forkfork fork

very good

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February 2003 3 moderate-expensive 306 Market Street
Mahi Mahi, Duck, Chocolate Raspberry Tart Dessert

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We like Fork.
We still can't figure out why it took three years to return.
We couldn't remember anything about our first visit.

Actually, that's not quite true. We had salads. Goat cheese was involved. I think that we liked them. I had some sort of Duck. I'm pretty sure it was Asian-influenced. It was good. We can't recall anything about our other entree.

So I asked some friends about Fork. Sure, they had been there, they really liked it.

You guessed it...

They can't remember anything about it either.

The one thing from our first visit that escaped that fate was desert. We shared a chocolate raspberry tart that was just incredible. The crust was like an intense cookie, or the crispy edges of brownies. The filling had a concentrated raspberry flavor. A scoop of raspberry sorbetto flirted with over-kill, but it was just perfect.

That amnesia effect is even more mystifying, considering our second excellent and quite memorable meal there. It was a lovely summer day, and we were feeling like something light yet sophisticated. This turned out to be just the right place. A bottle of German Riesling (a quite acceptable $30) set the scene perfectly, its refreshing fruitiness laying a foundation for a variety of foods to follow.

DDP started with a calamari salad, a simple, almost minimalist combination of tender squid and olives, cradled in cups of radiccio. By the end it was calling out for a splash of vinegar, but most of the salad did fine with the fresh infusion of olive.

I started with a fig salad: a couple of quartered figs, a few slices of sopressata, two spears of blanched asparagus whose bases had been wrapped in good prosciutto. It was a slight revision of the classic, but maintained the refreshing push-pull of sweet and salt.

Entrees were even better. DDP's Mahi Mahi was impossibly moist and full-flavored, and even seemed like a larger, plumper cut that we've ever encountered. It was accompanied by a cold black-bean salsa, and hearty slices of grilled sweet potato.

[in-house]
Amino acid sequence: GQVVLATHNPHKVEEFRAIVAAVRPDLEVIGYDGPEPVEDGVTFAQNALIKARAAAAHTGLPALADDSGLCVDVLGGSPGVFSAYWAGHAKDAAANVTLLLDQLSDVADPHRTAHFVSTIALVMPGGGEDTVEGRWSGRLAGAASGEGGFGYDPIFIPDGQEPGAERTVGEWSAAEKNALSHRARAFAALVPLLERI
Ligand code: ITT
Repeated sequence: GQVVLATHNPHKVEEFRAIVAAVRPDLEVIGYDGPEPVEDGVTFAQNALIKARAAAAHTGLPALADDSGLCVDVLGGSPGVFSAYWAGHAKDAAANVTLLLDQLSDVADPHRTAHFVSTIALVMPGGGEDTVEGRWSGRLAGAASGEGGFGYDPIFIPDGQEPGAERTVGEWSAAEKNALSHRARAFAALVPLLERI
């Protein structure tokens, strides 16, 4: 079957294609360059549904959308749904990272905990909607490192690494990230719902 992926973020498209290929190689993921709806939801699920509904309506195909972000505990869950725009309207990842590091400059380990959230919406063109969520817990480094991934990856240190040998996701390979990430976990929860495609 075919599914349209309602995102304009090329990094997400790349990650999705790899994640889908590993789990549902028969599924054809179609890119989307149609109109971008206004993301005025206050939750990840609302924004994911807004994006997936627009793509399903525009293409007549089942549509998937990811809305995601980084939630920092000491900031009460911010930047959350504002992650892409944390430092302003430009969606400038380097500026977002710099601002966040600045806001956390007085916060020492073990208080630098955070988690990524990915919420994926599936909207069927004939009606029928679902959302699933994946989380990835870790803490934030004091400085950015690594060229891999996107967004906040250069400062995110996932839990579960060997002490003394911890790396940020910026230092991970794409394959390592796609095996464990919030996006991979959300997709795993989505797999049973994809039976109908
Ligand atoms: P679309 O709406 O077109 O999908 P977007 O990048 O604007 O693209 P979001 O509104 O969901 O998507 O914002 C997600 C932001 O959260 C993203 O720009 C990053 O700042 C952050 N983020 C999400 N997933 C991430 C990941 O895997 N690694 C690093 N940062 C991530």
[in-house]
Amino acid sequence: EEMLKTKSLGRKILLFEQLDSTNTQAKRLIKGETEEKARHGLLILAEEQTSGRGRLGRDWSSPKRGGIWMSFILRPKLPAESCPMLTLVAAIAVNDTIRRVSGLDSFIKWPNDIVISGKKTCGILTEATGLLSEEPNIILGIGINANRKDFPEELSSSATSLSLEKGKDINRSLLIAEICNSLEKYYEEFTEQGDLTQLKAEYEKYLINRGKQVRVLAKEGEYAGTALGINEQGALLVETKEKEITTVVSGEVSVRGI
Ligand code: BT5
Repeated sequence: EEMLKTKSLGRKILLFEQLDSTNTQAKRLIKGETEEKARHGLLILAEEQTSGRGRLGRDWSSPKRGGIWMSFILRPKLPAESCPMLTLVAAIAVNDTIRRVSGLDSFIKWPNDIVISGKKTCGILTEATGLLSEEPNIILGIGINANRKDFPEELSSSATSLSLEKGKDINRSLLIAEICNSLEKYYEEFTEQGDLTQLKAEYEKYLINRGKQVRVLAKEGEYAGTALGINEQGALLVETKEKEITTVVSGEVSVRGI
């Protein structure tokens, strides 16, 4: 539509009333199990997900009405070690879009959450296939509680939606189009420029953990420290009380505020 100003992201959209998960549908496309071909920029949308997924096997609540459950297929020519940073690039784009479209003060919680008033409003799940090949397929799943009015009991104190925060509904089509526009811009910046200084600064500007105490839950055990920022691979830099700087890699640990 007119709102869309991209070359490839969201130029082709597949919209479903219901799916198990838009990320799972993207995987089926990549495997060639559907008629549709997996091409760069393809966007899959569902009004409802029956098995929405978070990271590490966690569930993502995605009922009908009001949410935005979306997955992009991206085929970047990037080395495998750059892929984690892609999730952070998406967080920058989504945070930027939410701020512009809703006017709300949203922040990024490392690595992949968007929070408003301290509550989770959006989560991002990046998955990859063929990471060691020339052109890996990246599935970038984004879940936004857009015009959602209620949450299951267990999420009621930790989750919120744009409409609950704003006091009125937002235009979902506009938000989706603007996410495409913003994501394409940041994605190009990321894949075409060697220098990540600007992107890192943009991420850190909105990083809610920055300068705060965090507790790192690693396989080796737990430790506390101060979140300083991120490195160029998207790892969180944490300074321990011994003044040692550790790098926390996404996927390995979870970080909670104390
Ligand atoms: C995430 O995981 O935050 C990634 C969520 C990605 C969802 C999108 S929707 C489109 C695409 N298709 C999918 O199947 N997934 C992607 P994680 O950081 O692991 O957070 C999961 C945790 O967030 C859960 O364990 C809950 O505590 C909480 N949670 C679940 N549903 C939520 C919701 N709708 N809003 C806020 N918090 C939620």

I had the duck (a variation on the other duck, which was similarly szechuan-spiced, but presented over spinach and potatoes) which for the summer is a large breast, spiced with szechuan peppercorns, pan-seared, sliced and fanned across an over-large mound of soba noodles. The duck was delicious, if a touch under the requested medium rare. It's a fine-line with duck, and many kitchens have been sending it out at this temperature lately, so I guess it's fashionable, but I find that the meat is a bit chewy at that degree of (under)doneness. And on the other-side of the scale, the noodles were a bit over-something... they were either originally cooked too long or had been sitting in their dressing a touch too long, as they had just barely headed down the hill toward mushy. Nonetheless, the contrast of the warm, rich-flavored duck with the cold sesame-dressed noodles was very nice.

We went for dessert as well, trying a decent if unthrilling torte, and an upscale ice cream sandwich, constructed from two chocolate-chip cookies and coffee gelato. The flavors didn't quite mesh as well as expected, and the cookies themselves were a bit doughy... and what was the point of the thick brick of peanut brittle, unbreakable despite assaults by all tools I had at my disposal? Oh well, I hope that raspberry tart comes back...

A later visit with CDP for dessert only was better results, although her chocolate torte was so dense she couldn't get a fork through it. We were very impressed that the bartender that had taken our order went to great lengths to get a new piece, make sure it was heated a little and accompanied by some ice cream, that it really made our experience extremely positive. I had an elegant rendition of a peach crisp, wonderfully warm and crunchy.

Despite the slight let-down in earlier desserts, we still enjoyed our meals there quite a lot. Two appetizers, two entree and two desserts came to $70 before wine. Service was excellent, sophisticated yet casual, a similar balance maintained in the decor as well. I'm trying not to resort to commenting about the oversize banquettes that stretch half-way up to the ceiling ---damn! there I go! But seriously, it is a lovely restaurant, with an inviting bar. Prices were average for this kind of food, appetizers and salads about $6-$7, entrees in the mid-to-upper teens.


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